I agree, that there is a perception that we are in constant decision making "mode" But what is "equally balanced decisions'??? do you mean choices in which we are 50-50 split in our preferences???? I would argue that there can never be a decision that comes of a choice in which there was a pure 50-50 preference (even if its the most slight preference imaginable, you can't have a decision from a pure 50-50).
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        May 11 2011: 'By equally balanced decisions' I mean the decisions that have equal argument in favor of or against them. So a pure 50%/50%, or 33.3%/33.3%/33.3%. While odds are they won't happen often, they will happen. For instance if you have decided to get some pizza and you like the pizza from the place on main st. best but the place on holland is much closer and it's already late. You generally will go with the place on main due to preference but the time it takes to get there would be cutting it close to when you need it. This situation played out enough will reach an equilibrium of sorts where that there is no difference between the decisions cumulative reasonings. There are around 7 billion people alive today, with all those making many decisions everyday, not to mention all people that came before. Although it my even be rare there is instance for free choice.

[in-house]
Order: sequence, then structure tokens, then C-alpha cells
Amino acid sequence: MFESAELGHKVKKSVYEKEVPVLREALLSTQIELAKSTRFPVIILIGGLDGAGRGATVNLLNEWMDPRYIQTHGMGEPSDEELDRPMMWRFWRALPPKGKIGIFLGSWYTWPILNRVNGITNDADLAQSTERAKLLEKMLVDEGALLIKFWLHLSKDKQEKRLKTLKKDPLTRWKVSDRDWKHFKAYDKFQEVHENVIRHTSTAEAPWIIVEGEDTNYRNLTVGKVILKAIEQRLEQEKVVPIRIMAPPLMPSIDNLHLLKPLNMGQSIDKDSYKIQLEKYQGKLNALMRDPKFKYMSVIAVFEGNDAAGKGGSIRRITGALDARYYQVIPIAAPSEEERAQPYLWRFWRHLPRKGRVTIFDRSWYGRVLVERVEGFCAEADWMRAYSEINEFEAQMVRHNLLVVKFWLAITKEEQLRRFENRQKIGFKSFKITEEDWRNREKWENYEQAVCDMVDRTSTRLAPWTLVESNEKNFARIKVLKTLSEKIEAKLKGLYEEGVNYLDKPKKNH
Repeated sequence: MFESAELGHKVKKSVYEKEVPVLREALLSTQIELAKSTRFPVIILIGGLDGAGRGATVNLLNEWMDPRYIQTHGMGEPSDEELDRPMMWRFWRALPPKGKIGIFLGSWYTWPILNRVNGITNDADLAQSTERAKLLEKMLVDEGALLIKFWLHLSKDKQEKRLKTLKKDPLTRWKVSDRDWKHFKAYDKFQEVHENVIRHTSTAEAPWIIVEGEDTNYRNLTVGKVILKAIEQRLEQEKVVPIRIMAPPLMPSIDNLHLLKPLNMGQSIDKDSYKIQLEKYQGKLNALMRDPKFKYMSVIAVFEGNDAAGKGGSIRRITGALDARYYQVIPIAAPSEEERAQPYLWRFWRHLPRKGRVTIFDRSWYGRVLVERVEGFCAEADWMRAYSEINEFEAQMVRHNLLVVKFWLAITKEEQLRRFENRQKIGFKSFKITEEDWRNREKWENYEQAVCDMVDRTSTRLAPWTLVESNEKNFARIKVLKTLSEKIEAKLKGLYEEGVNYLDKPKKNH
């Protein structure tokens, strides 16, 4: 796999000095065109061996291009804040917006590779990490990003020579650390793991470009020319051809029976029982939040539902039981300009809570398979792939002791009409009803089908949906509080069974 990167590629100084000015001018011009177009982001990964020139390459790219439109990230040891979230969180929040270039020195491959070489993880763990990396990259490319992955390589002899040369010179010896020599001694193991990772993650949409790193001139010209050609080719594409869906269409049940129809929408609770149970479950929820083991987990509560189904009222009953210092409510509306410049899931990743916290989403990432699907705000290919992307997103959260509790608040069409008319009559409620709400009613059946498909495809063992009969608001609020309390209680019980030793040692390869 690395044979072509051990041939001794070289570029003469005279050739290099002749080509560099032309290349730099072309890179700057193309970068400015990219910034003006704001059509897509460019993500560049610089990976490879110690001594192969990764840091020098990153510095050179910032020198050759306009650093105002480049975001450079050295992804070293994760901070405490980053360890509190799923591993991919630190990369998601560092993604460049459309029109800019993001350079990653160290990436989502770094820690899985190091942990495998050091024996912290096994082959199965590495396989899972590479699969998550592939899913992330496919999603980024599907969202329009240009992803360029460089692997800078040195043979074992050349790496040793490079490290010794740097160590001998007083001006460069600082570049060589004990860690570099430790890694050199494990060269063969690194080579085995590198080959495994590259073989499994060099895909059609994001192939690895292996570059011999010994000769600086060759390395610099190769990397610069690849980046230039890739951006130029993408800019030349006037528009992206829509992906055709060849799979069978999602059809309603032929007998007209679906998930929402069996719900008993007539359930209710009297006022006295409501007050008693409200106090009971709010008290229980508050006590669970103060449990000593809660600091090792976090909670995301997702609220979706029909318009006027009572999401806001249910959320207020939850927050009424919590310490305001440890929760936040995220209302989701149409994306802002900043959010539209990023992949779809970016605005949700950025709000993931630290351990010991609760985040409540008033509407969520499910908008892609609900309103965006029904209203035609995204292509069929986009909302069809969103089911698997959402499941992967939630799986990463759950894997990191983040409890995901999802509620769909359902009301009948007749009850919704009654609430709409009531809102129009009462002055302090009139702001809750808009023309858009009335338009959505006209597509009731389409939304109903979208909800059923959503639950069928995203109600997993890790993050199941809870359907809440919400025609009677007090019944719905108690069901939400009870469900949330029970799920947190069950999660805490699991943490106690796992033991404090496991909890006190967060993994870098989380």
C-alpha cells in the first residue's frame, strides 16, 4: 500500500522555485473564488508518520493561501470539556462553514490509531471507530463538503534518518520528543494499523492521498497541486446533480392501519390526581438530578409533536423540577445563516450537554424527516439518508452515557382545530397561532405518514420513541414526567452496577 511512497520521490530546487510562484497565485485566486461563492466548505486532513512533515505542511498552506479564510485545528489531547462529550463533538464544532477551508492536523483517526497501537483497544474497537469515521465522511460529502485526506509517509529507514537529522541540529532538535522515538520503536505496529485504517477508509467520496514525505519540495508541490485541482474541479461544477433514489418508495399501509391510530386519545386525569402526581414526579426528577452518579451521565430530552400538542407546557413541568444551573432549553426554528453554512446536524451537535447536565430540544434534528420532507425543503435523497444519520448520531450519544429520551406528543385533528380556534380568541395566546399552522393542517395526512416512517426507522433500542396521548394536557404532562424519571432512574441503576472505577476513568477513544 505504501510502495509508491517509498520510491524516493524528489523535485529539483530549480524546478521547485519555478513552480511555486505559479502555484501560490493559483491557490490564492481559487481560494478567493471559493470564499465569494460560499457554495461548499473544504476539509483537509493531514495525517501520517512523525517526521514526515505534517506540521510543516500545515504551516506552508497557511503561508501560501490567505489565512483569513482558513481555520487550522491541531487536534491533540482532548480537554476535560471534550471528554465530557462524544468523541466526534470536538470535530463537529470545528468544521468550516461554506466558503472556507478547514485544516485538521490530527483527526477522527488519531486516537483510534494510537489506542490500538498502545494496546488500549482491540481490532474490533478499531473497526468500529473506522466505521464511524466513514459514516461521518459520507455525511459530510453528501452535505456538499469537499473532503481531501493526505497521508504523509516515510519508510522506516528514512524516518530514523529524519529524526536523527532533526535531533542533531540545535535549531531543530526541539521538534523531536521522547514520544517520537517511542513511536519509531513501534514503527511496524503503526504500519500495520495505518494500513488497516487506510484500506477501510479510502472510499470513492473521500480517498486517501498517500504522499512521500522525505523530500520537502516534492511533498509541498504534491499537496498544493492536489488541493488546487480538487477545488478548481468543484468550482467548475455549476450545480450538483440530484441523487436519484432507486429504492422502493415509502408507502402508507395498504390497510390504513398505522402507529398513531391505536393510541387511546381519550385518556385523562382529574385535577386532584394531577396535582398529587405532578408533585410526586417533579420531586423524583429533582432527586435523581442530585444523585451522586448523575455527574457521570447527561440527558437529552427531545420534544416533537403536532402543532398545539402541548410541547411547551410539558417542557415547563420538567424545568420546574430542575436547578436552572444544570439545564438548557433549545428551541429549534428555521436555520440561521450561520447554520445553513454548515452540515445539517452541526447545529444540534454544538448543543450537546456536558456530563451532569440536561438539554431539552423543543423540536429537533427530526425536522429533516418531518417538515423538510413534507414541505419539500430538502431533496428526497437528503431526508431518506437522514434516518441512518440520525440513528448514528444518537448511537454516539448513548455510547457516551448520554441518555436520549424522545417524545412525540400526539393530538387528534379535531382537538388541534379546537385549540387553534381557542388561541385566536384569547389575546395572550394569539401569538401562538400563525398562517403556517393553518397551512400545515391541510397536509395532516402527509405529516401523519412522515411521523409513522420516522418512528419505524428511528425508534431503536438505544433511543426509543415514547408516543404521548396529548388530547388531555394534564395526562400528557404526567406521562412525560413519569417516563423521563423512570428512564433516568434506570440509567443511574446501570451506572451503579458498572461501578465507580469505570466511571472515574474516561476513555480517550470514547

• May 12 2011: "So a pure 50%/50%, or 33.3%/33.3%/33.3%."

          But just because something has a 50/50 chance of happening does not mean there is any less predictability or causation responsible for the result. For example, both sides of a coin have a 50% chance of landing on either side, but this probability is just in theory-- it does not take into consideration environmental factors such as the specific location of the coin in the person's hand who is going to flip it. Probability gives theoretical percentages, they do not change the fact that the outcomes are predictable when they are applied to each specific situation.